II. Legal Standard

         Although the Court does not hold pro se pleadings to the same standard as those filed by attorneys, the Court is required to dismiss an in forma pauperis action under 28 U.S.C. §1915(e) if it fails to state a claim upon which relief can be granted, or if it lacks an arguable basis in law or fact.[1] A claim lacks an arguable basis in law or fact when it is based on an unquestionably meritless legal theory or when the factual allegations are clearly baseless.[2] A cause of action fails to state a claim upon which relief may be granted when it does not contain enough facts to suggest Plaintiff has a plausible claim that entitles him to the relief he seeks.[3] This does not mean a Plaintiff is required to allege the facts of his Complaint in great detail, but he still must provide more than “an unadorned, the-defendant-unlawfully-harmed-me accusation.”[4] A Complaint that offers only legal conclusions or a simple listing of the elements of a cause of action will not meet this standard.[5] When reviewing the Complaint under § 1915(e), the Court must read it in a way that is the most favorable to the Plaintiff.[6]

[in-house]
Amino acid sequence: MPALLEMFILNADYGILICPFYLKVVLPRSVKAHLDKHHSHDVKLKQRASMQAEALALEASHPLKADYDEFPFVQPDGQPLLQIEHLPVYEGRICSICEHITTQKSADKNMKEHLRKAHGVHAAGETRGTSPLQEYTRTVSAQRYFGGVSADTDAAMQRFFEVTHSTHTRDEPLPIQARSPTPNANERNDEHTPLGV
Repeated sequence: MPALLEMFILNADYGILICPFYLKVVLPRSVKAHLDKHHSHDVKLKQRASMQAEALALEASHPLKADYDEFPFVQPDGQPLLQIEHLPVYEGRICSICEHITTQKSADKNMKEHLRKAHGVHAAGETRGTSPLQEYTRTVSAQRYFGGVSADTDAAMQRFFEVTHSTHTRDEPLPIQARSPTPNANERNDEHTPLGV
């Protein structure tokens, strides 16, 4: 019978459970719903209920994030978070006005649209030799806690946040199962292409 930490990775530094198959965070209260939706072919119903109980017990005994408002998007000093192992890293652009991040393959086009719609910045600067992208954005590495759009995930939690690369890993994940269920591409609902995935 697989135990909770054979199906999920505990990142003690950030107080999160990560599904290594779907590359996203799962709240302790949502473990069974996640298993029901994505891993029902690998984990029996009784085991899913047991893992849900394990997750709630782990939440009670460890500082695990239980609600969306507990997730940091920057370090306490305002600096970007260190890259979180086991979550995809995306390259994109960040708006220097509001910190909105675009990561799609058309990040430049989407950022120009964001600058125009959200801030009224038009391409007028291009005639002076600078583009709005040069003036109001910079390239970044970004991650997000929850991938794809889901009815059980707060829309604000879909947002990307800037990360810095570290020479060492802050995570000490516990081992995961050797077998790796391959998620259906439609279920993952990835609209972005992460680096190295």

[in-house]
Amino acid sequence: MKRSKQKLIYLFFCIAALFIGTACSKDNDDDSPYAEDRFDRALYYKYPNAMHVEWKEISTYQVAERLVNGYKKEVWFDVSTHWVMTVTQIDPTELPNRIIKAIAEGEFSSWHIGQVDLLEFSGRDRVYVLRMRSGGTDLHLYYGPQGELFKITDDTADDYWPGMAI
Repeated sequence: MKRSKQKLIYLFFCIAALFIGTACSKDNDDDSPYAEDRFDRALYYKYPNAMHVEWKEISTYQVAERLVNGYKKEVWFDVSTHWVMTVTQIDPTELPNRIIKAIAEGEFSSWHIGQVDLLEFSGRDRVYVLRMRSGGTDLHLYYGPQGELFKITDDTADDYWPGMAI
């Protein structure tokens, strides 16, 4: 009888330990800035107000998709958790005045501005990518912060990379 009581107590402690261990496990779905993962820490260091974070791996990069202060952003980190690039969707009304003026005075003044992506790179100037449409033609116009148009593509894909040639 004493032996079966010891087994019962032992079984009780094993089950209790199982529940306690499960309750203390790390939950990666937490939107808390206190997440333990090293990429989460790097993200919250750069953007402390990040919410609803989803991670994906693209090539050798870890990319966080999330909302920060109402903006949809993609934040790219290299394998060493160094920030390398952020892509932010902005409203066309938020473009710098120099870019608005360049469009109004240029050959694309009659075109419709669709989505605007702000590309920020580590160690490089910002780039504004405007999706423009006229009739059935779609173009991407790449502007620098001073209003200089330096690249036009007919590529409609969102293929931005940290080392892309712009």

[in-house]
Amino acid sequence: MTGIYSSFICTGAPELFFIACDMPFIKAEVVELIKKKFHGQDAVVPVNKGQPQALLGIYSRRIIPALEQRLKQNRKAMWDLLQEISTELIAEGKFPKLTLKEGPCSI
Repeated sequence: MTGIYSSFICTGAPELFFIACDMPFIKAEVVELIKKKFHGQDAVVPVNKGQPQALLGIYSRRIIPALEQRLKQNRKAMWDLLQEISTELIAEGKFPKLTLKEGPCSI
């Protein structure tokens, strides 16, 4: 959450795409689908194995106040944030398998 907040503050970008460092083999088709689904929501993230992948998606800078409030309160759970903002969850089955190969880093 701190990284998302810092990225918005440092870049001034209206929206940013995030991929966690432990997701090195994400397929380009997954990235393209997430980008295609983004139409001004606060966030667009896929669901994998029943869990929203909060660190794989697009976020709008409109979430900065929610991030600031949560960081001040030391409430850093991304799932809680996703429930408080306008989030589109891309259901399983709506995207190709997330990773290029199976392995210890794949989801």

III. Analysis